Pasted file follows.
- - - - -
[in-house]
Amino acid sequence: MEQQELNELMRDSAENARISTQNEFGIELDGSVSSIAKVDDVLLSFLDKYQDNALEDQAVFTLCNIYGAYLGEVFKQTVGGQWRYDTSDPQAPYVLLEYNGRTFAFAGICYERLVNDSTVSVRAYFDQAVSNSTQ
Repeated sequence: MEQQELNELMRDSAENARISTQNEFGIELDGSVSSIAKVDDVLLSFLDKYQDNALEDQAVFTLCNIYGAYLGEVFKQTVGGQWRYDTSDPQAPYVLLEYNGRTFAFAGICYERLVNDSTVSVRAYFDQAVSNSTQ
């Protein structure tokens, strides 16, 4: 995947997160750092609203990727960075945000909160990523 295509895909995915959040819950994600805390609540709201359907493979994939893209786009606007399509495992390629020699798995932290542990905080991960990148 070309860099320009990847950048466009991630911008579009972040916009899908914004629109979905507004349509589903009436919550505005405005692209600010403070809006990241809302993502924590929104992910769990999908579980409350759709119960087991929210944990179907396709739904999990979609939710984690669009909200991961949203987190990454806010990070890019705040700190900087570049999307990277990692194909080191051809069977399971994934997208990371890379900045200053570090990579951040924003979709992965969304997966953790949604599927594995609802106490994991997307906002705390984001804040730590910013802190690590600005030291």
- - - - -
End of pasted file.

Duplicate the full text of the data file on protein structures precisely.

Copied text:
[in-house]
Amino acid sequence: MEQQELNELMRDSAENARISTQNEFGIELDGSVSSIAKVDDVLLSFLDKYQDNALEDQAVFTLCNIYGAYLGEVFKQTVGGQWRYDTSDPQAPYVLLEYNGRTFAFAGICYERLVNDSTVSVRAYFDQAVSNSTQ
Repeated sequence: MEQQELNELMRDSAENARISTQNEFGIELDGSVSSIAKVDDVLLSFLDKYQDNALEDQAVFTLCNIYGAYLGEVFKQTVGGQWRYDTSDPQAPYVLLEYNGRTFAFAGICYERLVNDSTVSVRAYFDQAVSNSTQ
């Protein structure tokens, strides 16, 4: 995947997160750092609203990727960075945000909160990523 295509895909995915959040819950994600805390609540709201359907493979994939893209786009606007399509495992390629020699798995932290542990905080991960990148 070309860099320009990847950048466009991630911008579009972040916009899908914004629109979905507004349509589903009436919550505005405005692209600010403070809006990241809302993502924590929104992910769990999908579980409350759709119960087991929210944990179907396709739904999990979609939710984690669009909200991961949203987190990454806010990070890019705040700190900087570049999307990277990692194909080191051809069977399971994934997208990371890379900045200053570090990579951040924003979709992965969304997966953790949604599927594995609802106490994991997307906002705390984001804040730590910013802190690590600005030291």